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A light verb is a verb that does not have a lot of significant meaning in a sentence. Most commonly, the light verb complements other words that have more meaning. The light verb is often called by other names, such as a vector verb, a thin verb, or an auxiliary verb.
Constructions with light verbs can occur in many different ways within a given language. In English, the auxiliary verb is a specific form of a light verb that is often called a helper verb. These verbs complement other primary verbs that carry the most meaning within the sentence. For example, if someone says that someone “is doing something” the word “is”, a form of the verb “be”, is the auxiliary verb.
In addition to auxiliary verbs, phrasal verbs also show a light verb construction. The phrasal verb is most commonly the combination of a verb and a preposition. Together, the verb and the preposition form a kind of two-word verb describing an action. For example, an English speaker might talk about whether or not to “take up” an issue, where the phrasal verb “take up” replaces a verb like “approach.”
Another case of using light verbs in sentence construction is a “noun plus verb” form. In many of these forms, the verb acts as a relatively insignificant modifier for a noun. For instance, in the phrase “take a nap” the entire phrase signifies the act of going to sleep for a short time. The alternate verb “to nap” has the same meaning. In contrasting these two phrases, it’s clear that the use of the verb “take” has little relevant meaning on its own.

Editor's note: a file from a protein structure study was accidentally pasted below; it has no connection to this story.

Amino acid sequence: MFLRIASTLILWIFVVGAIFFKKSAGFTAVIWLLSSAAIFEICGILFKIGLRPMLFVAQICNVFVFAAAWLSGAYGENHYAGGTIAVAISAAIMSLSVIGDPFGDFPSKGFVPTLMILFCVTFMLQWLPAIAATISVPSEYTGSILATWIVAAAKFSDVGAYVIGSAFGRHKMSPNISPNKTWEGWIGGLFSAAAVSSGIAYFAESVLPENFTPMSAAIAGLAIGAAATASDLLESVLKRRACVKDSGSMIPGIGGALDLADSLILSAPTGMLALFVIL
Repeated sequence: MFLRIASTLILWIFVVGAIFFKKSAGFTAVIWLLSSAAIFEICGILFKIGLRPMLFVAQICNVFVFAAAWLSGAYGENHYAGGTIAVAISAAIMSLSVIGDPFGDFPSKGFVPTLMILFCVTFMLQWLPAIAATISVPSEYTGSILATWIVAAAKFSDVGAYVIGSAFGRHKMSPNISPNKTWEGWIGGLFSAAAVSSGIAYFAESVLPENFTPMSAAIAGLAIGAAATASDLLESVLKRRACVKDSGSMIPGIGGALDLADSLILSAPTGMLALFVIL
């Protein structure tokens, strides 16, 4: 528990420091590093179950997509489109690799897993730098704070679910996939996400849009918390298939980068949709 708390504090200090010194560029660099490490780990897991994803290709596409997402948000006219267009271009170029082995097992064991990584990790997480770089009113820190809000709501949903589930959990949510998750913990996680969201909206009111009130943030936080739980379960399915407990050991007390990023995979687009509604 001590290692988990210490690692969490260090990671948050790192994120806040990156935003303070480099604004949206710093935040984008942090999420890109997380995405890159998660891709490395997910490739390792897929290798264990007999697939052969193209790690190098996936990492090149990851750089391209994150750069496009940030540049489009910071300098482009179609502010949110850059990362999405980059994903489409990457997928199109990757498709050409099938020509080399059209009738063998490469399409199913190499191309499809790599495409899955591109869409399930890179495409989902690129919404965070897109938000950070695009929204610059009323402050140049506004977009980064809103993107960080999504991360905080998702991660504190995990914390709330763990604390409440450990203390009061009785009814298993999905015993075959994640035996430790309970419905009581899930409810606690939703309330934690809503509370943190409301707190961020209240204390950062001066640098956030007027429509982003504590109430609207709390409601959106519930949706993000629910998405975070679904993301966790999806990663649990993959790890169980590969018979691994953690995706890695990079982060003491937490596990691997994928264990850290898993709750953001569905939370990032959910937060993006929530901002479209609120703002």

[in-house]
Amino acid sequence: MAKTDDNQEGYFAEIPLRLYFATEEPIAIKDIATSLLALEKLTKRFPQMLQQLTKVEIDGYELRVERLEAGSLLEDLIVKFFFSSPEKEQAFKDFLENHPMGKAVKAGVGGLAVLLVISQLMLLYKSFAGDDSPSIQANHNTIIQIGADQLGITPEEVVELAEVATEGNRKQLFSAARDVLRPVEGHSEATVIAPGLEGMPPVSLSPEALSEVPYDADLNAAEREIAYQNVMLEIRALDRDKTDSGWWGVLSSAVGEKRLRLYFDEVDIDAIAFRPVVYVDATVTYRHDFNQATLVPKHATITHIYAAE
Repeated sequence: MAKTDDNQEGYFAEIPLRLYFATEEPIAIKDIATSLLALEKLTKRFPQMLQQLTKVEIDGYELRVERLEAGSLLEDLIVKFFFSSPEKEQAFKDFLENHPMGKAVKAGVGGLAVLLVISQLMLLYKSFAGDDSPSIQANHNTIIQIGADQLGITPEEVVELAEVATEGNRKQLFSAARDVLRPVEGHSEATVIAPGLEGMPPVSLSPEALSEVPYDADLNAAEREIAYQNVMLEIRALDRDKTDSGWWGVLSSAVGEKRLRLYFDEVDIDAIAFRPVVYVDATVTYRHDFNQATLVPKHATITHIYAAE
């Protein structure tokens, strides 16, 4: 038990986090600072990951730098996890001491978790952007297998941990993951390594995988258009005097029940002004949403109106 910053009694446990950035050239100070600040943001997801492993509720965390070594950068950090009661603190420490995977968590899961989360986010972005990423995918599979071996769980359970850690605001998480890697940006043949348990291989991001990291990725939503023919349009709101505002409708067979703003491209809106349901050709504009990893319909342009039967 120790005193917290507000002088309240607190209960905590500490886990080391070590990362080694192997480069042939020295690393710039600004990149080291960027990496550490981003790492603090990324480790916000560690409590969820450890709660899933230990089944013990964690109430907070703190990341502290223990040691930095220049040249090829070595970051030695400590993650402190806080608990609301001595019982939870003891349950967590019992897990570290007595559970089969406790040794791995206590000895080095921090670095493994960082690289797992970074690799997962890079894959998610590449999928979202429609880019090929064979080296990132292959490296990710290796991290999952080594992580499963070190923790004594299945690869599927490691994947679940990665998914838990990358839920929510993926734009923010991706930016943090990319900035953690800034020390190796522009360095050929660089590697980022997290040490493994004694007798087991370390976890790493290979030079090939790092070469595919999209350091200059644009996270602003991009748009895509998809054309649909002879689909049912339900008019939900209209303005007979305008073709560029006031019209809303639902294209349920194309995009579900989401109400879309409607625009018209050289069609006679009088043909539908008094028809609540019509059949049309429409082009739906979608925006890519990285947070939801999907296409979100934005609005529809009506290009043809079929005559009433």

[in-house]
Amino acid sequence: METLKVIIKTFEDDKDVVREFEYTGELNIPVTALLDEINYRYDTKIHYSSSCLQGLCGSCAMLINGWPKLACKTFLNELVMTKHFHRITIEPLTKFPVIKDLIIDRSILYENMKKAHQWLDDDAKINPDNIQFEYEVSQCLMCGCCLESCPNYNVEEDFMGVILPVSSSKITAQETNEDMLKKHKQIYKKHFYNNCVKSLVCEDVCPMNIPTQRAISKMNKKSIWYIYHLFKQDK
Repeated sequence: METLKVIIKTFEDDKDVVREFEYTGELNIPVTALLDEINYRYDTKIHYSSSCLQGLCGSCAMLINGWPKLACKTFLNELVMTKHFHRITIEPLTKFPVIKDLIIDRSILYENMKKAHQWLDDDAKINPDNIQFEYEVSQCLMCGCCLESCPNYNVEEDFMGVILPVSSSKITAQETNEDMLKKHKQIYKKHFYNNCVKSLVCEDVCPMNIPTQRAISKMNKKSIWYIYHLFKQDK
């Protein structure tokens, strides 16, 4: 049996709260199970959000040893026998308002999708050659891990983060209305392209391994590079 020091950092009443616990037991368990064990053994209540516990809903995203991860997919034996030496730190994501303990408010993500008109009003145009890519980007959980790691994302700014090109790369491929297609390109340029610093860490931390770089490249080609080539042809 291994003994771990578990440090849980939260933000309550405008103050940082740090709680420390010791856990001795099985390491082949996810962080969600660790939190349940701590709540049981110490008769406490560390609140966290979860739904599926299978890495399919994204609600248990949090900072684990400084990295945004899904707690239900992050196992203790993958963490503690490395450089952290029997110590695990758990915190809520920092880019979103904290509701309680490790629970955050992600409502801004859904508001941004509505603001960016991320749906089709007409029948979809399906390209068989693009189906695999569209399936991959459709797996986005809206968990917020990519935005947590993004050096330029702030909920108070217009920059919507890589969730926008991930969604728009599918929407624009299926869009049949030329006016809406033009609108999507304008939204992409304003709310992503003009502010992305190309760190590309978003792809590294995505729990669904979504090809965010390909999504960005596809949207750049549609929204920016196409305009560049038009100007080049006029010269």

One more common type of light verb involves the use of the word “have.” An English speaker might say that someone “has hopes” of doing something. Alternately, someone might talk about someone else “having an opinion.” In these sorts of cases, the word “have” plays a secondary, and relatively insignificant, role.
Those who are just beginning to learn English or another language can learn quite a lot by analyzing the many ways that a light verb is used. It’s common in some societies to replace technical verbs with a light verb construction, which can cause slight changes in meaning that define “common usage” and local dialect. With intimate knowledge of these details, a language learner can more effectively communicate with native speakers of that language.
I've never hard of this concept of a light verb, but as an English teacher, it's really interesting. I know that languages all have these workhouse verbs, as I call them, that do a lot of work, like "set" and "do." In English, we "set the table," but in French, they use the verb that means "put"--they "put the table." I guess these would be light verbs, as they don't really carry much independent meaning.
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